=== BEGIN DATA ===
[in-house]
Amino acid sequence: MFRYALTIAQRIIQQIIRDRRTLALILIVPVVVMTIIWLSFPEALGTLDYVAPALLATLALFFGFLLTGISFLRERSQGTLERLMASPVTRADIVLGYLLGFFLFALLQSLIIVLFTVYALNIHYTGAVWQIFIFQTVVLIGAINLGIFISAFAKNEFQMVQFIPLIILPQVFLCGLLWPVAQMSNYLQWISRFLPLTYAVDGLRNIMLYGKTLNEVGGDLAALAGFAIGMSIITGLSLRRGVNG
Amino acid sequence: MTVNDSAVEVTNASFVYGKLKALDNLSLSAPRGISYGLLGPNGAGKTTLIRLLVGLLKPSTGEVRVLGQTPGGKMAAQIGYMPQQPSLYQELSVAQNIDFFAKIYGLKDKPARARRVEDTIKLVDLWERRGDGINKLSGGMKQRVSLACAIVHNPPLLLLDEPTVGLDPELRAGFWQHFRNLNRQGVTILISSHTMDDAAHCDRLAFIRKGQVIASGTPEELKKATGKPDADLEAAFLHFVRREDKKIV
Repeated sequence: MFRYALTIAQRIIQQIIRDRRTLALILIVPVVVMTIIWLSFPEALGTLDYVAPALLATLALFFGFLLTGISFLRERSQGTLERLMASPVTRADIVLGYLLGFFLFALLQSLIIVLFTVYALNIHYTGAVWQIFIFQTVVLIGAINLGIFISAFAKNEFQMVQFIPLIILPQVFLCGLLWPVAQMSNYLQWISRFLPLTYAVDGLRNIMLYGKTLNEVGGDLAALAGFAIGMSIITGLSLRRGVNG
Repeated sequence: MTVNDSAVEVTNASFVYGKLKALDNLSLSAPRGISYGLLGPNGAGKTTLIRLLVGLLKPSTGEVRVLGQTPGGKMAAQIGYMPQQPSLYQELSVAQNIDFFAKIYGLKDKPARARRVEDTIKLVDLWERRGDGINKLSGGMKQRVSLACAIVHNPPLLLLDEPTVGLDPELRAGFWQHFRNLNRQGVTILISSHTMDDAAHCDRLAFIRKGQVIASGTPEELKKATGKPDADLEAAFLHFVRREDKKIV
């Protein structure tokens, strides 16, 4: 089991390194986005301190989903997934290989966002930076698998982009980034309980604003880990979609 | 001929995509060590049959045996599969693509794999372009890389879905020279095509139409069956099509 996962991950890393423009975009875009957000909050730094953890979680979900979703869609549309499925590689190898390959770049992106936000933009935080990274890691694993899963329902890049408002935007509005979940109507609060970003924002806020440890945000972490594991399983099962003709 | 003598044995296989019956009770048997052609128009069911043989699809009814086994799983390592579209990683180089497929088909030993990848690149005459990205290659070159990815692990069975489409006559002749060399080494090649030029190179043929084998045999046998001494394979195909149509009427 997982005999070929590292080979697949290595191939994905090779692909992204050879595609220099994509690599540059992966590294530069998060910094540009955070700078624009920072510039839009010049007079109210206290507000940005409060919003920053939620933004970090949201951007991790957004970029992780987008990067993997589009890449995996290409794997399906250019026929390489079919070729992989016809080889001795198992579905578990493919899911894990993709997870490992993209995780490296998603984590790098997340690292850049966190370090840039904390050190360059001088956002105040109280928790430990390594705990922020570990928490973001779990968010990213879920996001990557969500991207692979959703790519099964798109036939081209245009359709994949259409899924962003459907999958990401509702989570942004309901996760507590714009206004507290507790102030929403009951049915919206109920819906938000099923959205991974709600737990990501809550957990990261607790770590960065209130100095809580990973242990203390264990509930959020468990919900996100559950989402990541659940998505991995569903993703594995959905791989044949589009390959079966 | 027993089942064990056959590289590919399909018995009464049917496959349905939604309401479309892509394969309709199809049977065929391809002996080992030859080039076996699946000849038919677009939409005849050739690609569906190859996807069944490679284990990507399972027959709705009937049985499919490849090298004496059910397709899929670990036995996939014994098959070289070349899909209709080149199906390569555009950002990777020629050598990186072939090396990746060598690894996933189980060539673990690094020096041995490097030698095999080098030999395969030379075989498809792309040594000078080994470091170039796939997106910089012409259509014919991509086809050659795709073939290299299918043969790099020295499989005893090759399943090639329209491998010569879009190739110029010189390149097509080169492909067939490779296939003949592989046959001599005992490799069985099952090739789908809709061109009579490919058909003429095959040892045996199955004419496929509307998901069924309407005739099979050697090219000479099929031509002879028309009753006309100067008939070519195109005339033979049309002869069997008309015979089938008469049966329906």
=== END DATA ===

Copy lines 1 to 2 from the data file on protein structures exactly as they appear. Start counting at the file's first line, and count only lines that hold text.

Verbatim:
[in-house]
Amino acid sequence: MFRYALTIAQRIIQQIIRDRRTLALILIVPVVVMTIIWLSFPEALGTLDYVAPALLATLALFFGFLLTGISFLRERSQGTLERLMASPVTRADIVLGYLLGFFLFALLQSLIIVLFTVYALNIHYTGAVWQIFIFQTVVLIGAINLGIFISAFAKNEFQMVQFIPLIILPQVFLCGLLWPVAQMSNYLQWISRFLPLTYAVDGLRNIMLYGKTLNEVGGDLAALAGFAIGMSIITGLSLRRGVNG